As the number of integrations you have to build, starts to grow, consuming all those third-party APIs at scale becomes a technical challenge.
Integrating one or two APIs is not (always) complicated, but when it comes to build dozens of integrations, each providing key business-critical components to your application, that’s when things get more complex (and interesting!). From there on in, you realize that every API is a single point of failure that needs to be managed accordingly; dealing with technical debt and security is going to be paramount.
In this series of blog posts, we are going to trace the typical developer’s journey, mapping out the required decisions, for building & maintaining API integrations.
The unspoken choice, using API clients
The journey, with an API, starts with some play and discovery, usually through the API’s developer portal. Once you start to grasp a general idea of the possibilities, that’s when the fun starts, coding!
What we’ve learned from many industry discussions, is that the time allocated to building an integration is almost always never enough. It’s usually due to a mix of misunderstandings with the product’s or business’ decision-makers, as to the time required, as well as overconfidence on the engineer’s part.
How difficult can it be to consume an API, after all? It’s not like it’s something new, right? Sadly, it is, and it's at that precise moment of realization, that an unspoken, yet critical, decision is made:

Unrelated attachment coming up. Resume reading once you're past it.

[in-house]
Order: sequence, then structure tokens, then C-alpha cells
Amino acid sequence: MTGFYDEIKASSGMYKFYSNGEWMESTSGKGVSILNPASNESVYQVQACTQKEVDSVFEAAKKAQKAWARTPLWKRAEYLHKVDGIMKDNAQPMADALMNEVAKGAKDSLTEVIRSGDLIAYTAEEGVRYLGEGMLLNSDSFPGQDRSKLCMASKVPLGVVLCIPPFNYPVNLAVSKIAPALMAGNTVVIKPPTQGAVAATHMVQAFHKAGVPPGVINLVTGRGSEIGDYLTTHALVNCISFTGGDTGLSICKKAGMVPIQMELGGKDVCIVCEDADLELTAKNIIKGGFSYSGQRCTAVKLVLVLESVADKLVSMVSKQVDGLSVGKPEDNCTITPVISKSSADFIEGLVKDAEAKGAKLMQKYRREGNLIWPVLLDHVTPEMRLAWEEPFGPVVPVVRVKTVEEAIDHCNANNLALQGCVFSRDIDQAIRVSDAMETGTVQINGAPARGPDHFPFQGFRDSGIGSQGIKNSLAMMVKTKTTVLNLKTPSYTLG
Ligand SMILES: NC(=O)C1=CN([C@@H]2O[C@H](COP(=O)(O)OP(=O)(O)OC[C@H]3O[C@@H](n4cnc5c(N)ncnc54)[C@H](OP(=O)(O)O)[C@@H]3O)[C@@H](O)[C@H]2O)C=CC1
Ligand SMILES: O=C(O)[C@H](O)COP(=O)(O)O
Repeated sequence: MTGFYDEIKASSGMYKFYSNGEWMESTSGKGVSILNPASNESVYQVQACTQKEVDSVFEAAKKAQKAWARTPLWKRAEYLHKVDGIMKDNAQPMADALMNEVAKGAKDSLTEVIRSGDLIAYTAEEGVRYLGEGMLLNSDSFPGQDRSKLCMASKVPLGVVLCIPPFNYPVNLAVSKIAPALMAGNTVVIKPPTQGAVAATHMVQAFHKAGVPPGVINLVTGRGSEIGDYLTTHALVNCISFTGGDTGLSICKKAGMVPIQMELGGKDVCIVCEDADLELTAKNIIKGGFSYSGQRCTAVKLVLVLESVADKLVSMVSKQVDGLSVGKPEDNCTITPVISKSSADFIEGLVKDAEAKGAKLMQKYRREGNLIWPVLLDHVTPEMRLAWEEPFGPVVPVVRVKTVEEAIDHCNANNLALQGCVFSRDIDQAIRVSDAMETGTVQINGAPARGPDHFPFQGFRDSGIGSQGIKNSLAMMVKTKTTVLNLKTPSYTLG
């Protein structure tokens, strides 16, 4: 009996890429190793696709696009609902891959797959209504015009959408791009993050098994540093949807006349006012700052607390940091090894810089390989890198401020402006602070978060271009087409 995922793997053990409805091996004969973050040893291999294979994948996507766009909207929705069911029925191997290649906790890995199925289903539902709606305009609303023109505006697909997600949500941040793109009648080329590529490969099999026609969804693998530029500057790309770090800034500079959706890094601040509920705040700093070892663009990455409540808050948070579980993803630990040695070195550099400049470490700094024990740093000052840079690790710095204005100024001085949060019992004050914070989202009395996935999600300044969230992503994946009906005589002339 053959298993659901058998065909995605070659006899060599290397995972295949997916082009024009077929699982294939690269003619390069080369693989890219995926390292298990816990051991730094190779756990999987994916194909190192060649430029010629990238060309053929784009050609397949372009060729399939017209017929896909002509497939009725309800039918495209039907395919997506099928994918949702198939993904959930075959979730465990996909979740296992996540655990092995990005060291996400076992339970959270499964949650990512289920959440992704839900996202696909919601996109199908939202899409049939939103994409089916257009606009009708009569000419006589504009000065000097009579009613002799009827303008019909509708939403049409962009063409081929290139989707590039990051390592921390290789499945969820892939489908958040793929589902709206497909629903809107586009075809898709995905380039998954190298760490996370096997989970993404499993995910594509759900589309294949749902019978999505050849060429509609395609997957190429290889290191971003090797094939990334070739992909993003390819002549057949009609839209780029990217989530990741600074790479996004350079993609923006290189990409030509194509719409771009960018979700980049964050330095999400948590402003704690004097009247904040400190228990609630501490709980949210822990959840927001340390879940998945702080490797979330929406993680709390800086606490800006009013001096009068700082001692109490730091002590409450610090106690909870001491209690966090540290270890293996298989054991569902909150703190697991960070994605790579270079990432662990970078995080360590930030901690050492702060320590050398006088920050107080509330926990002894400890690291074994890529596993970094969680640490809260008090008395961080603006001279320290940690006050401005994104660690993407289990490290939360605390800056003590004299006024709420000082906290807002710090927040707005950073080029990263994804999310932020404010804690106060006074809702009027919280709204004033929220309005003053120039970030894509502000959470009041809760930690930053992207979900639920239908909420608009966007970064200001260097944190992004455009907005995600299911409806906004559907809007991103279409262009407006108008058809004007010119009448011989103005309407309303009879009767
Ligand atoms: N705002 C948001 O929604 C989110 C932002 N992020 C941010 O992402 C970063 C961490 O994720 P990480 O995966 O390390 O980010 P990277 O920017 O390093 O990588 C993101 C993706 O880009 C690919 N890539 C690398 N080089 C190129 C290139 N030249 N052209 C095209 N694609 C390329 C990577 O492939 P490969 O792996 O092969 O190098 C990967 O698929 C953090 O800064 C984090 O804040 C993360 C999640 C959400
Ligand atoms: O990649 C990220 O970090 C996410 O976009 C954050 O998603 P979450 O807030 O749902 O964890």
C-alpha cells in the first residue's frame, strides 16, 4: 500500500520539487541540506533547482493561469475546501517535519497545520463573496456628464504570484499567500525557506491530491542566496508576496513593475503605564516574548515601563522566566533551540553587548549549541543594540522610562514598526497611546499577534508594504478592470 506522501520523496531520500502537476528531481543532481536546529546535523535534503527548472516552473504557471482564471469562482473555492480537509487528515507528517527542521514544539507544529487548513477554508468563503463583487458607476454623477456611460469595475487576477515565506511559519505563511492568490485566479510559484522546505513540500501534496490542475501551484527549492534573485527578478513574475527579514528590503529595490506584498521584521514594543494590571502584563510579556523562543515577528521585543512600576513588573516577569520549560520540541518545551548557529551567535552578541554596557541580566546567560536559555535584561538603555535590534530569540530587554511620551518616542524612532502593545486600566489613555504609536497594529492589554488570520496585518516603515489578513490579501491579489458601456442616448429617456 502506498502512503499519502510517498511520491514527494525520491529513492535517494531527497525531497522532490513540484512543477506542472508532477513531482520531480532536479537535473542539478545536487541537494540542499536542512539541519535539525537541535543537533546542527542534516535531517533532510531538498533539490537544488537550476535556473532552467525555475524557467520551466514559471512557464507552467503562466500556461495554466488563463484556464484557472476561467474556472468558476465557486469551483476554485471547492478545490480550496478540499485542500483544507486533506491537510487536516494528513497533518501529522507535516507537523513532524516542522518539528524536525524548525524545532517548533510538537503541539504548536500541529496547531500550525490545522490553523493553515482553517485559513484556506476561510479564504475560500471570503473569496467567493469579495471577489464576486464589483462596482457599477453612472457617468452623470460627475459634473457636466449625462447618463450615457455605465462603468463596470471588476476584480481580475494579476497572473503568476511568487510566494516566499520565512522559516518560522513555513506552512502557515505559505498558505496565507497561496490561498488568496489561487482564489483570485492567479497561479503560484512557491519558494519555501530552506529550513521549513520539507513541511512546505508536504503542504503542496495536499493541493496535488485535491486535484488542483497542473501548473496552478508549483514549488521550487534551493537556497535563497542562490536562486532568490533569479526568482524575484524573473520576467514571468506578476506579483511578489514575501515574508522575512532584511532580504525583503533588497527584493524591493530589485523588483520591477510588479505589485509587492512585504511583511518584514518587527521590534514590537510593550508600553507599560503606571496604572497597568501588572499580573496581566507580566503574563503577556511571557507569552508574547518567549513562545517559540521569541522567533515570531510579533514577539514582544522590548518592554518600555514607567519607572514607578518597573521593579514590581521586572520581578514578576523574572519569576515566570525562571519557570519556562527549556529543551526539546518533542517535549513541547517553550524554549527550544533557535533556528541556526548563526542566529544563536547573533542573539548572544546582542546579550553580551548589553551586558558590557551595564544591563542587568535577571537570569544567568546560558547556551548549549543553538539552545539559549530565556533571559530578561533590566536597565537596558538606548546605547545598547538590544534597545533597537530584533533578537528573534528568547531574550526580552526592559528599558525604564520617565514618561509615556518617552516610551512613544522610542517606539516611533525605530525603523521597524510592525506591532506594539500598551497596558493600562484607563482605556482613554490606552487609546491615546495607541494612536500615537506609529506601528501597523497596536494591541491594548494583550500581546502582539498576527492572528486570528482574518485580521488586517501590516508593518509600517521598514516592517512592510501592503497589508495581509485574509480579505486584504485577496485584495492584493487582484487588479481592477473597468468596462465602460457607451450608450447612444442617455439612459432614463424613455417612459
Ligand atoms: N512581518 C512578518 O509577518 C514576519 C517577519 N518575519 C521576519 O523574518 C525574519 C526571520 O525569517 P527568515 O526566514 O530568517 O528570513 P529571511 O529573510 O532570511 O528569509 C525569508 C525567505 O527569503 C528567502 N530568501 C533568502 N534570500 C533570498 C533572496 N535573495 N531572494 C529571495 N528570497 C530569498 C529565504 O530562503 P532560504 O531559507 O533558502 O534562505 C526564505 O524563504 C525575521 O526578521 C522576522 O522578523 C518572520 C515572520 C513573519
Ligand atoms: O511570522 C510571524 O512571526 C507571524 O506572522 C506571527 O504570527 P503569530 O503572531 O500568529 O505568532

We’ve found an API client for X API, let's use it to deliver the integration faster
Using a dedicated API client is the best way to build technical and security debt over time. Most of the time, it is just a nice wrapper over REST calls. Ideally, the chosen API client will be provided and maintained by the API vendor, but it is more often the case that a third-party/community is involved.
For this reason, but not only, we strongly advocate against using a dedicated API client.
Imagine yourself consuming dozens of APIs, not an unusual feat, it means relying on dozens of dependencies,+ their own in turn. This will translate into numerous updates and security patches over time. Add to that the fact that, every API call will look different in your codebase; you quickly realize this may not be the ideal way.
Would you query your database using a different client for every table? Different methods? It's not just because data comes from an API, that you should suddenly forget all your best practices.
From that single unspoken decision the impact over time, is going to be dramatic.
So, what is the solution?
First, the keep it simple stupid (KISS) approach would simply tell us to query the API using a regular HTTP client (axios, httparty etc.). Yes, It is going to be more verbose, but is that a bad thing after all?
The ideal solution is to build a dedicated service, responsible for querying all your third-party APIs. This way, every integration will rely on the same pattern, structure and dependencies; you will be able to improve this service over time, and by design improving all your integrations. You can think of it as a micro-service or a module for example, depending of your preferred architectural choice obviously.
And finally, you can also give a try to our universal API client if you don't want to reinvent the wheel 😅.
As we will discover in the part 2, using this kind of solution opens many new options, for managing your integrations, that wouldn't have been possible before.
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